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The Good Doctor: The story of the most famous Longhorn of the early years

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“The news of his death will be heard with a sense of personal loss by every alumnus and former student of the University of Texas,” wrote the Houston Post about the passing of Henry Reeves.

Reeves was not a dean of the university, or a president. He was not a coach or a professor or a student. He was not an administrator or an athlete or an athletic director. He was not a big-money donor or an alumnus who went on to fame and fortune.

There are no buildings named after him; no colleges or fields or lounges. There are no streets in Austin that honor him, no tarnished gold plaques on benches or above doorways that bear his name.

Henry Reeves was a janitor, and he was also the son of freed slaves.

He began working for the university in 1894. He loved football and soon became the first athletic trainer at UT. He made such an impact on generations of Longhorns that the Post wrote a special tribute to him when he died in 1916.

“In the hearts of Longhorn athletes and sympathizers, Doctor Henry can never be forgotten. A picture that will never fade is that of his long, ungainly figure flying across the football field with his coattails flapping in the breeze. In one hand he holds the precious pail of water, and in the other the little black valise whose contents have served as first aid to the injured, to many a stricken athlete, laid out on the field of play.”

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Henry Reeves started working for the University of Texas 56 years before Heman Sweatt and George Washington Jr. became the first African-American students at the UT Law School. He was there 71 years before James Means became the first African-American athlete at UT when he joined the track team in 1965. And he was 76 years ahead of the first African-American football player, Julius Whittier.

Reeves was born in Tennessee in 1871 or 1872. One account believes he was the third of five children born to former slaves Benjamin and Sarah Reeves on April 12, 1871 in West Harper. Little is known of his early life, but sometime before 1894, the family moved to Austin where Benjamin found work as a mail carrier.

As UT grew in the 1880s, the students’ interest in athletics rose. They clamored for a gymnasium to be built on campus. After years of haggling, negotiating and fundraising, the gym was finally constructed in the north wing of the Old Main building in 1896.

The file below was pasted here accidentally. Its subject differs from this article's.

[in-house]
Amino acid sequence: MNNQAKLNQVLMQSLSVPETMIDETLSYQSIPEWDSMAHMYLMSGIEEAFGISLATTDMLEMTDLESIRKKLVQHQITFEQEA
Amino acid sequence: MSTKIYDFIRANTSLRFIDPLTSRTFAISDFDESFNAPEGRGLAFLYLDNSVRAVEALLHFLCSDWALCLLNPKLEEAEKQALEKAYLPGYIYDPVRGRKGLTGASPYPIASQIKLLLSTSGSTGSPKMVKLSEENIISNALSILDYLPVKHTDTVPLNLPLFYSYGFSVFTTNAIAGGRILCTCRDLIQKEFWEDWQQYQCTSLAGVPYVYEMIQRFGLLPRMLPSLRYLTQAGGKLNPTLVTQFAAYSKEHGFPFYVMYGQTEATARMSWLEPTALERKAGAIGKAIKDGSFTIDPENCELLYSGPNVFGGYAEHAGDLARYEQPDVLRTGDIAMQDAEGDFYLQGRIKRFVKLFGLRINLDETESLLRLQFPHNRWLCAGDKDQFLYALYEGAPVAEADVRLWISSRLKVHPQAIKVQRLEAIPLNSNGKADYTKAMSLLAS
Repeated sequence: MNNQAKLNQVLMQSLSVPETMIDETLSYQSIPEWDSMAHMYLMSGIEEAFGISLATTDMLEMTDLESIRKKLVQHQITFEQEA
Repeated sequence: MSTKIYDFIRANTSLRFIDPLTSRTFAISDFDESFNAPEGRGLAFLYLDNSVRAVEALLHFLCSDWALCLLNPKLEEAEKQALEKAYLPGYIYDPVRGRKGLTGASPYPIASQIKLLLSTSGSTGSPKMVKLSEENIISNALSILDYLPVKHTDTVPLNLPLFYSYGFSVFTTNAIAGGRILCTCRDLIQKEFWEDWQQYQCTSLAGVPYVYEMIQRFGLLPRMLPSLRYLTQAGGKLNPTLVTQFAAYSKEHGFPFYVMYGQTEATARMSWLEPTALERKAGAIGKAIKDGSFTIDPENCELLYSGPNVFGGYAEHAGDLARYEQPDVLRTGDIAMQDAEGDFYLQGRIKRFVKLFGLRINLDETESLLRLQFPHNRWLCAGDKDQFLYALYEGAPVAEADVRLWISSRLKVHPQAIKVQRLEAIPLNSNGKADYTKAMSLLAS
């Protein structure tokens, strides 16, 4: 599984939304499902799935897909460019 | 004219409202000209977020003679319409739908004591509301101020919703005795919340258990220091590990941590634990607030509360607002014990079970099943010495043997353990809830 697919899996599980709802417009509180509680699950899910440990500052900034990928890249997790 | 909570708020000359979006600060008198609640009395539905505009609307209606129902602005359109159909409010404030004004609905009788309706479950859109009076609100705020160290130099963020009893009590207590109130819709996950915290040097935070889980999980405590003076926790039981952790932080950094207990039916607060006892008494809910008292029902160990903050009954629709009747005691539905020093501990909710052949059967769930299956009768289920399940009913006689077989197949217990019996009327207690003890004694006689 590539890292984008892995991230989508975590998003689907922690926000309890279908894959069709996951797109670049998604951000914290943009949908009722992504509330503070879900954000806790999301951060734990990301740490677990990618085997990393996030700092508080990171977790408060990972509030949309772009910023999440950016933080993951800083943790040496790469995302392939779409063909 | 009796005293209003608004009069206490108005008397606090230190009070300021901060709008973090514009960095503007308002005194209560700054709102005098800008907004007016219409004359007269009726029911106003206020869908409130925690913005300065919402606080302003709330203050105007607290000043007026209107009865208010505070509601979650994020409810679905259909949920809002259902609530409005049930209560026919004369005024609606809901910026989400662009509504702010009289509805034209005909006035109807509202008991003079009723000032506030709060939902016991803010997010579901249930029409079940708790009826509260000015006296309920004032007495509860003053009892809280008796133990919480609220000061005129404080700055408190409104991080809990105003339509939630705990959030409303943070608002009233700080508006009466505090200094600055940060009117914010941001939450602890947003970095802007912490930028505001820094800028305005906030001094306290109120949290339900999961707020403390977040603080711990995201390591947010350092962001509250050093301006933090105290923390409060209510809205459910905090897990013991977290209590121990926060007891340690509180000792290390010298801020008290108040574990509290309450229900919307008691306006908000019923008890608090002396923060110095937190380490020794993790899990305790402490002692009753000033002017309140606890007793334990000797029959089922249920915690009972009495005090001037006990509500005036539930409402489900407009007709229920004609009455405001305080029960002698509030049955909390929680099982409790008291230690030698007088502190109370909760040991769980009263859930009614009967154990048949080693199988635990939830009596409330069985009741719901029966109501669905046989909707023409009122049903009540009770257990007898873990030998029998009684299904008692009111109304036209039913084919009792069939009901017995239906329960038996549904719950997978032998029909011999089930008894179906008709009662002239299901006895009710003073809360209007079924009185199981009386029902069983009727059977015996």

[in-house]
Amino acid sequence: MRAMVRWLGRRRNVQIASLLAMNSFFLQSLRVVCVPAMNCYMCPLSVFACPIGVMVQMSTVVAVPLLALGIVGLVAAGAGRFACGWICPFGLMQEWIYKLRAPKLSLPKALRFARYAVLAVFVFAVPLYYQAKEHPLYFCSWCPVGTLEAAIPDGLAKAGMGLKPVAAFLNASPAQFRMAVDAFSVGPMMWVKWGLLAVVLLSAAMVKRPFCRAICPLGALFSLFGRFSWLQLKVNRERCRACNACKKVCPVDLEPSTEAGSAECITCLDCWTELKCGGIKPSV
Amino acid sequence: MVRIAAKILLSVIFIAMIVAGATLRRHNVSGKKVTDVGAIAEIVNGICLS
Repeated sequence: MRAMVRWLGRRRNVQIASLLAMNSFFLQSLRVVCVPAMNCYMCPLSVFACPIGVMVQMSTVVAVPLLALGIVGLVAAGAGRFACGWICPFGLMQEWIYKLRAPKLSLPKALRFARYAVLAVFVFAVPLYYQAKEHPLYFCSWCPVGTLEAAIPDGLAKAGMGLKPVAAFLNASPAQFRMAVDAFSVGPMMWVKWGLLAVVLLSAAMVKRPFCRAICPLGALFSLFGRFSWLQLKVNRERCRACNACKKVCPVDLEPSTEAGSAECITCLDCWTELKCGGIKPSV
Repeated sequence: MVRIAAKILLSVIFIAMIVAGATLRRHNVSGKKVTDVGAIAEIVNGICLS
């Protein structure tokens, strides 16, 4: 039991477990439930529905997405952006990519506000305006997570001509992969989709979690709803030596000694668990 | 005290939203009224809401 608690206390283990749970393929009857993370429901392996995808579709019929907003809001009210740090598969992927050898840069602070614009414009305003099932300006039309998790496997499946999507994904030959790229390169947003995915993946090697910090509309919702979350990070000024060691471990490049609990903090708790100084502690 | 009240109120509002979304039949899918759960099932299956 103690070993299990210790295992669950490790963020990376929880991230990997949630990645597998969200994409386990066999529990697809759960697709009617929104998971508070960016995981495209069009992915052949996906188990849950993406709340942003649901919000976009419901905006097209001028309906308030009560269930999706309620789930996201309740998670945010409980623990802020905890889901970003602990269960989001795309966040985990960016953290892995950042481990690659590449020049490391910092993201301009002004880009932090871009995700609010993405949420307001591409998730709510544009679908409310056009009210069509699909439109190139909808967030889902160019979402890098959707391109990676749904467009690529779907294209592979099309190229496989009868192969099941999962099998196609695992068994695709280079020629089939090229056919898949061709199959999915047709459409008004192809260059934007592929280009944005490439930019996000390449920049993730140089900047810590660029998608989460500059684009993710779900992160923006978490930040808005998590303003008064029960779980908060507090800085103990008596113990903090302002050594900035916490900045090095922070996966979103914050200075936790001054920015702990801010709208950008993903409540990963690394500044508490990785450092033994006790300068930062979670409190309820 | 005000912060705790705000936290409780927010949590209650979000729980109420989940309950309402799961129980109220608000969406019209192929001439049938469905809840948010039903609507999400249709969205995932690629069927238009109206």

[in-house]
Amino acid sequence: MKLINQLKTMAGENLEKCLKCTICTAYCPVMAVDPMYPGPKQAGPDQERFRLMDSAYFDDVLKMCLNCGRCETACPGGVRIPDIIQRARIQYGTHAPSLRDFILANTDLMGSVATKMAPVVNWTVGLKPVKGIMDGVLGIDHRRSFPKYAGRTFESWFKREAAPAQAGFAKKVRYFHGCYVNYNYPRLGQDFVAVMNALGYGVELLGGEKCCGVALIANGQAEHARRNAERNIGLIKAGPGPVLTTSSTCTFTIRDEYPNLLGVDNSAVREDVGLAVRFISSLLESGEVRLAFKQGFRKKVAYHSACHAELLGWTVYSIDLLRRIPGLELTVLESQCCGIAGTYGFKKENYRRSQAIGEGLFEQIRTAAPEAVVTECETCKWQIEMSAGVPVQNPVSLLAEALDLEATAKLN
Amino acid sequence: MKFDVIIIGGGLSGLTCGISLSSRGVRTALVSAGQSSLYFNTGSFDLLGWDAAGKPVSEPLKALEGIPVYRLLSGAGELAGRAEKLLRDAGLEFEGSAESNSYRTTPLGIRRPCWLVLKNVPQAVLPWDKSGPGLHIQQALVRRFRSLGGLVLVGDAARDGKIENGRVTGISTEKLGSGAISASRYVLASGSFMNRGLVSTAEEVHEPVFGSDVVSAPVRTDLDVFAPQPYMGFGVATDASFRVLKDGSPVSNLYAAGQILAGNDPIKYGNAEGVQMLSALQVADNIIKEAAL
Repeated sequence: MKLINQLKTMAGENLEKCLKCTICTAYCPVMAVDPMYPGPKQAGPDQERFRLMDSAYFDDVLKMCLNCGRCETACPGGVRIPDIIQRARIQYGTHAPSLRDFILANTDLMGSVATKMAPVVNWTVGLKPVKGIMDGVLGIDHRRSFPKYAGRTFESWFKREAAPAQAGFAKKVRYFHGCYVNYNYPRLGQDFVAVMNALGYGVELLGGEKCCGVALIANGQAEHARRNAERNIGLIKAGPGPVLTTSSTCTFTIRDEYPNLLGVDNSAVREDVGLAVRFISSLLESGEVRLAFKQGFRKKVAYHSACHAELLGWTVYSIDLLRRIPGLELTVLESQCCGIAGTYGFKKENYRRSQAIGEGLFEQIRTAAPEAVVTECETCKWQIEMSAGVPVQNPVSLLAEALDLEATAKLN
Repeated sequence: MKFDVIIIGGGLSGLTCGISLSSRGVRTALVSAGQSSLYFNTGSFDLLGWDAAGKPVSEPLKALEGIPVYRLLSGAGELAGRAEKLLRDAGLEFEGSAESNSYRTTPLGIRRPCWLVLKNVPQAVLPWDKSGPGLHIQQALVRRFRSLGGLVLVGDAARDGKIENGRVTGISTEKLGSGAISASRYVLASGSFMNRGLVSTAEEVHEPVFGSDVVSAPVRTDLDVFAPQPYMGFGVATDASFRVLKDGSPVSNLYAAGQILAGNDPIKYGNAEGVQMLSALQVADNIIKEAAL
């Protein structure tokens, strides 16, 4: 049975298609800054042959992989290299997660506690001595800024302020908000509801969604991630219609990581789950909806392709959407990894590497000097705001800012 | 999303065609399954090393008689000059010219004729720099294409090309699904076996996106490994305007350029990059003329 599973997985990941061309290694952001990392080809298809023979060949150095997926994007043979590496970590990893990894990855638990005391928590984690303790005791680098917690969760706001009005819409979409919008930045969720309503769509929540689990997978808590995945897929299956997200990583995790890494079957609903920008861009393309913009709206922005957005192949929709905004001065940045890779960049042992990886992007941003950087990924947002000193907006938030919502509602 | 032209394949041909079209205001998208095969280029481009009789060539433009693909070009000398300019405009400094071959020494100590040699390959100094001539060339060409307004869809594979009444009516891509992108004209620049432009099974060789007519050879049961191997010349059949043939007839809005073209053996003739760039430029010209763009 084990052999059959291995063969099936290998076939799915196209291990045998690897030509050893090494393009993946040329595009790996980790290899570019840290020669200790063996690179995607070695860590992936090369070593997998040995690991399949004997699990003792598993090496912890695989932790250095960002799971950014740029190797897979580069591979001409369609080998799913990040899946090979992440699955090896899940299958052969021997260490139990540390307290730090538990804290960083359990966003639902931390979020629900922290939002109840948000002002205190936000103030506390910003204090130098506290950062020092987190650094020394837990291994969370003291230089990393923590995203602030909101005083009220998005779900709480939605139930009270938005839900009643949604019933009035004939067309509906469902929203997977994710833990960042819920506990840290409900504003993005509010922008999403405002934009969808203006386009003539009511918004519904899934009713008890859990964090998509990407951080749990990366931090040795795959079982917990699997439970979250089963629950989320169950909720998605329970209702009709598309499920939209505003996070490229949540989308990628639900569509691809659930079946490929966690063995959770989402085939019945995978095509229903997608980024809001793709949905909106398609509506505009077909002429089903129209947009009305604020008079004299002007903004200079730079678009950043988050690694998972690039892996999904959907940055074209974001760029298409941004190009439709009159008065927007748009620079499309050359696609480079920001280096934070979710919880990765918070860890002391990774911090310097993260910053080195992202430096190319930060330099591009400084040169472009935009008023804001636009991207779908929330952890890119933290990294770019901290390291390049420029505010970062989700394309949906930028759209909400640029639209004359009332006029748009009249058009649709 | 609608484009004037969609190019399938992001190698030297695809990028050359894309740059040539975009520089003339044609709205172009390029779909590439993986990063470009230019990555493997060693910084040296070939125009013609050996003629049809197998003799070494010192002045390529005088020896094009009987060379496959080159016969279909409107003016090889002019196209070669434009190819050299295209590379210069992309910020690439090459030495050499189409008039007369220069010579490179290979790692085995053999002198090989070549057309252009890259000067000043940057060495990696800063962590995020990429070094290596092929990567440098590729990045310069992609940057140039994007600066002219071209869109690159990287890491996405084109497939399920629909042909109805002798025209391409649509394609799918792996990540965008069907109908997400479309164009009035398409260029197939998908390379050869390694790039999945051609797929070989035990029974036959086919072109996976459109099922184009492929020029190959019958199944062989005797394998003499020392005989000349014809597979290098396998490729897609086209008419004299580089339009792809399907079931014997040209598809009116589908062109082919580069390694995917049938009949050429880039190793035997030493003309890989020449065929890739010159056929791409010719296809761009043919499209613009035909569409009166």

Henry, now approximately 25 years old, was hired to be its custodian. It was there that he began to interact with a relatively new class of student-athlete called “football players.”

Within a few short years, he became the water boy, equipment manager and assistant to the coaches. As he built trust with the players, he carved out a new role for himself: team doctor, such as it was.

He had no medical training, but he did what he could. He helped ailing players off the field, wrapped sprained ankles, bandaged cuts and generally attended to the myriad of sufferings encountered by the participants of the punishing sport.

Reeves became known as simply “Doc” and he was an invaluable member of the team.

And, to be expected, he faced his share of hardship. On several train trips out of town for road games, he was forbidden from riding in the same car as the team.

But the students and coaches would not allow the discrimination. They protested his treatment and he was allowed to ride with the squad. Later in his career, an administrator tried to dismiss him from the university. Again, the students protested and Reeves stayed at his post.

The campus publication, The Longhorn, called him in 1914: “… the most famous character connected with football at University of Texas. He likes the game of football, and loves the boys that play it.”

At least 10 coaches came and went during Doc’s tenure, but he remained. His final game with the Varsity was the annual clash with Texas A&M, Nov. 19, 1915.

On the train to College Station, he began to feel numbness in his body. By halftime, he was nearly immobilized from a stroke. He lived for two months after the attack and during that time, the student body of UT took up a collection to pay his medical bills.

He passed away Feb. 19, 1916. He was 44 or 45 years old. The athletics council voted to grant his widow a small pension to honor his service to the school.

Henry “Doc” Reeves was buried in Austin’s Bethany Cemetery, located today on Springdale Road near E. 12th Street.

Sometime in the early years of the UT football program, the Texas yearbook the Cactus listed the best Longhorn teams of all time. One was coached by Dave Alleridice (1911-1915), arguably the most successful coach before the legendary Dana X. Bible.

The other team was simply called, “Henry’s team.”

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Sources for this story:

“Stadium Stories: Texas Longhorns” — Bill Little

”Henry’s Team — The Legacy of Henry ‘Doc’ Reeves”

— University of Texas

“Longhorn Pioneers” — texaslsn.org

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